Investissement Quebec recently published an interactive map showcasing 90 innovative companies, associations, and research centers across Quebec. The project is titled “Propulser Nos Manufacturiers Innovants” and its aim is to encourage manufacturing companies in Quebec to begin adopting innovative practices and move towards Industry 4.0. Along with the interactive map, Investissement Quebec created a list of 10 solutions designed to improve Quebec’s manufacturing sector.
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The VKS Blog
Stay up to date with informative and educational posts as well as social events. Learn more about Industry 4.0, continuous improvement(Kaizen), digital work instructions, SOPs, IoT and more...
Industry 4.0 is the current trend of automation and data exchange in manufacturing technologies. By focusing on the end-to-end digitization of everything, connecting and integrating digital environments with value chain partners, Industry 4.0 networks a wide range of new technologies to create value by generating, analyzing and communicating data seamlessly. This interaction between hardware, software, and communication results in fully automatic logistic systems, driverless transport systems equipped with integrated sensors technology and RFID advanced technology.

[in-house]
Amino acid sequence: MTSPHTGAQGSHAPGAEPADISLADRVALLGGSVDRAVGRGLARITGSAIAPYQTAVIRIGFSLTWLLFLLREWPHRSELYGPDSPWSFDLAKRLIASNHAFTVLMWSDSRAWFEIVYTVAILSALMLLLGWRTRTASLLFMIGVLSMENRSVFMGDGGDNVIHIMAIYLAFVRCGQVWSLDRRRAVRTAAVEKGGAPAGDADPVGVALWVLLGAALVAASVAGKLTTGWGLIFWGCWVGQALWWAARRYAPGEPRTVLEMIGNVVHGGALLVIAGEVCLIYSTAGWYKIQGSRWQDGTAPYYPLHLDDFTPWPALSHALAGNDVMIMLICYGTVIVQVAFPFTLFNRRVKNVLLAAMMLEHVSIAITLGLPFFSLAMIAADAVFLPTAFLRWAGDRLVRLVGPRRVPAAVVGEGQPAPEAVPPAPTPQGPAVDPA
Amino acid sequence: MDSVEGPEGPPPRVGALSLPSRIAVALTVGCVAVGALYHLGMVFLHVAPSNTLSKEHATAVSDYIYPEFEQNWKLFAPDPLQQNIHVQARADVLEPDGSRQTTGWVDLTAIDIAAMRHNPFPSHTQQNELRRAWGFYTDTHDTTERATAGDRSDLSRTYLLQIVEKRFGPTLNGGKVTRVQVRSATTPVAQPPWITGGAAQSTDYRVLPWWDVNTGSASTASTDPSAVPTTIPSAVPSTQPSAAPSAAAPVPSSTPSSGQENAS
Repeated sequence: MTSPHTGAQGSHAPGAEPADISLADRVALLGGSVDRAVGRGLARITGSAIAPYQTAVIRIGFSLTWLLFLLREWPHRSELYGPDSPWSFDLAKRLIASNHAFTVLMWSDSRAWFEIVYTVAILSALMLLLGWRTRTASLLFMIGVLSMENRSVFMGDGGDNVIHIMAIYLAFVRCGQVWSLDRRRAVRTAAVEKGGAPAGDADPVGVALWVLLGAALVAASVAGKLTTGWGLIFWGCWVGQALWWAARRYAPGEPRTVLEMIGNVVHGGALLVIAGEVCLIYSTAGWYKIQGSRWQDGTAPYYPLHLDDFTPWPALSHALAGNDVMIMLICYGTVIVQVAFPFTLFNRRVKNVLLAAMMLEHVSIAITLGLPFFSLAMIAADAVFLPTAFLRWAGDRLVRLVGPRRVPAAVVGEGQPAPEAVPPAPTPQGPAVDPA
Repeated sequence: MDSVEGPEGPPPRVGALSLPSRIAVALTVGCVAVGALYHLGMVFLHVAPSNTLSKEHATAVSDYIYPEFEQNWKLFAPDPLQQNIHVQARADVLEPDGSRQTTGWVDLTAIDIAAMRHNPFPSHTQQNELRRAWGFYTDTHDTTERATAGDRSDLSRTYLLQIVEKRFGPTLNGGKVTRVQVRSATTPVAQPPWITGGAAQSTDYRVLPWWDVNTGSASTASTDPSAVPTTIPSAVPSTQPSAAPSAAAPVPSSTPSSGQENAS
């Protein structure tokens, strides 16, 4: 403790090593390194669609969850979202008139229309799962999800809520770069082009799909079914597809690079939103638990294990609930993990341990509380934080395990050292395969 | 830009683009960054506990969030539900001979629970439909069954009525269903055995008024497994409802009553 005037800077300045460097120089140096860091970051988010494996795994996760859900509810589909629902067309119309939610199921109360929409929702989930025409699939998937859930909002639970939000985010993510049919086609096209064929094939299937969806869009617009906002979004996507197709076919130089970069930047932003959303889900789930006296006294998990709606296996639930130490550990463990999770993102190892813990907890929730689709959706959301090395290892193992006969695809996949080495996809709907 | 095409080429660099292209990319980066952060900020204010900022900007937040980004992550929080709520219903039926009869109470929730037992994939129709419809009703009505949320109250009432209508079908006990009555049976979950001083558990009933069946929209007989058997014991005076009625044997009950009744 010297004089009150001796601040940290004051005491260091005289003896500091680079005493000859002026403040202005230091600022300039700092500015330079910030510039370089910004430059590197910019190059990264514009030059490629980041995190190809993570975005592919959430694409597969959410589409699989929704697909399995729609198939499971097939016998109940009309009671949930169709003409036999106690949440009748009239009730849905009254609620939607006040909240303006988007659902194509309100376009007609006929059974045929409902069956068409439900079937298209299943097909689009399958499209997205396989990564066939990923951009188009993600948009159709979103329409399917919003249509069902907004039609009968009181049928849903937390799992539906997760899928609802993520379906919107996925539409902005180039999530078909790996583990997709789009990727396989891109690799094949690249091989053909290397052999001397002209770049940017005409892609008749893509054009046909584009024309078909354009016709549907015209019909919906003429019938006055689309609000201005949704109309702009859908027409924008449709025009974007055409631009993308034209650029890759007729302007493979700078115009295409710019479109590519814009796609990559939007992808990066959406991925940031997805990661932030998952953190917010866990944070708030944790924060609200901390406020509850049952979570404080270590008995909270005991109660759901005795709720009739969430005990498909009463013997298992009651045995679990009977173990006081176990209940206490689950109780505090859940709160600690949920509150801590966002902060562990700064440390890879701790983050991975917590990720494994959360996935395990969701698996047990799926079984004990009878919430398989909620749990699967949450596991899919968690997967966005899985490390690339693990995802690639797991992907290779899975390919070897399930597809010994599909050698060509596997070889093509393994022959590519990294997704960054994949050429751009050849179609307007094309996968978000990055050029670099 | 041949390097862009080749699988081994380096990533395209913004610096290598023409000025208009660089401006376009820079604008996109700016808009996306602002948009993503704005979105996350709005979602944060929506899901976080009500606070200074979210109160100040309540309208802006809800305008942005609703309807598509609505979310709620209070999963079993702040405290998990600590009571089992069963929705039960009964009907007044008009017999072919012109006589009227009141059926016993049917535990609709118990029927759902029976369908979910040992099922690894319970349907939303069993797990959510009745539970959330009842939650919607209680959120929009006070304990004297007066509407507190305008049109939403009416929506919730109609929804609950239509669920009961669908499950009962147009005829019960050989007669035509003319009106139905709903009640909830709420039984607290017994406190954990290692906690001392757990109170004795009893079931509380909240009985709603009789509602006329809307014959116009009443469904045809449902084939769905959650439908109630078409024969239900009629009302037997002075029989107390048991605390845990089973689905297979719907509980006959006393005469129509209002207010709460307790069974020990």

Shannon Bennett, the Business Development Manager at VKS visited California State University, Fullerton on Friday, March, 2 to discuss Industry 4.0 and modern manufacturing with Professor Sagil James and his class of 40 graduate & undergraduate engineering students. The goal was to explain how tribal knowledge dependency and poor process documentation can affect performance outcomes, and how to fix those issues.
Manufacturing operations have always been complex and costly. As products become more intricate and complicated, the tools needed to control the many aspects of the operation become essential. Manufacturing Execution System (MES) applications are designed to do just that by coordinating the planning, monitoring and execution of every part of the operation from order release to shipping.
Manufacturing is complicated, there’s no way around that. It’s the complexity in processes, materials, components and supply chains that drive much of the variability in quality, and have dramatic impacts on productivity, and it’s the resulting drain on profitability that incentivizes manufacturers to revolutionize their factories. Making this transition from a legacy factory where so much is unknown to a smart factory is nothing less that a paradigm shift both technically and in terms of the people involved, so in this short blog we’ll discuss 4 important steps, as we see them, to making the transition to a smart factory.